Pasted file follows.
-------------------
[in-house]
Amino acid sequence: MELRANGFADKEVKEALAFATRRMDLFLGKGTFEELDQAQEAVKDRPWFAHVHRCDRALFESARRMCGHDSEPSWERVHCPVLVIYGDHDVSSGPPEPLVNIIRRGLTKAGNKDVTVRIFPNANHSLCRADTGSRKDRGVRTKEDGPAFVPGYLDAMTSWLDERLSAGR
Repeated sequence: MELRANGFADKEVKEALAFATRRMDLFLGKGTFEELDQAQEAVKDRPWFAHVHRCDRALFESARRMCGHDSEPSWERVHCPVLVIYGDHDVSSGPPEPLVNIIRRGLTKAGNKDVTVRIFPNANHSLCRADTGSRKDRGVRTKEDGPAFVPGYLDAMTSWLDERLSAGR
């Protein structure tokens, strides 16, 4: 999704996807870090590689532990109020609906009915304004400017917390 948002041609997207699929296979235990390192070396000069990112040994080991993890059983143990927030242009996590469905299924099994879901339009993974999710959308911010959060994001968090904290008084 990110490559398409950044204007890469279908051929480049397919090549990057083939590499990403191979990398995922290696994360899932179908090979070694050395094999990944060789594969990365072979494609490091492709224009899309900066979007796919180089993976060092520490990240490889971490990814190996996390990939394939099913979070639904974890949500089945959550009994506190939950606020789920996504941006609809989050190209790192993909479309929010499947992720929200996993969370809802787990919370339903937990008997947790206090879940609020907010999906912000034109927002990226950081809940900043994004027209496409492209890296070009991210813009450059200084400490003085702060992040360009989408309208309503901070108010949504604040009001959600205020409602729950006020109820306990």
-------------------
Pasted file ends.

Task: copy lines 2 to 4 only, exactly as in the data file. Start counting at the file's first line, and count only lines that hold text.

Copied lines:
Amino acid sequence: MELRANGFADKEVKEALAFATRRMDLFLGKGTFEELDQAQEAVKDRPWFAHVHRCDRALFESARRMCGHDSEPSWERVHCPVLVIYGDHDVSSGPPEPLVNIIRRGLTKAGNKDVTVRIFPNANHSLCRADTGSRKDRGVRTKEDGPAFVPGYLDAMTSWLDERLSAGR
Repeated sequence: MELRANGFADKEVKEALAFATRRMDLFLGKGTFEELDQAQEAVKDRPWFAHVHRCDRALFESARRMCGHDSEPSWERVHCPVLVIYGDHDVSSGPPEPLVNIIRRGLTKAGNKDVTVRIFPNANHSLCRADTGSRKDRGVRTKEDGPAFVPGYLDAMTSWLDERLSAGR
């Protein structure tokens, strides 16, 4: 999704996807870090590689532990109020609906009915304004400017917390 948002041609997207699929296979235990390192070396000069990112040994080991993890059983143990927030242009996590469905299924099994879901339009993974999710959308911010959060994001968090904290008084 990110490559398409950044204007890469279908051929480049397919090549990057083939590499990403191979990398995922290696994360899932179908090979070694050395094999990944060789594969990365072979494609490091492709224009899309900066979007796919180089993976060092520490990240490889971490990814190996996390990939394939099913979070639904974890949500089945959550009994506190939950606020789920996504941006609809989050190209790192993909479309929010499947992720929200996993969370809802787990919370339903937990008997947790206090879940609020907010999906912000034109927002990226950081809940900043994004027209496409492209890296070009991210813009450059200084400490003085702060992040360009989408309208309503901070108010949504604040009001959600205020409602729950006020109820306990």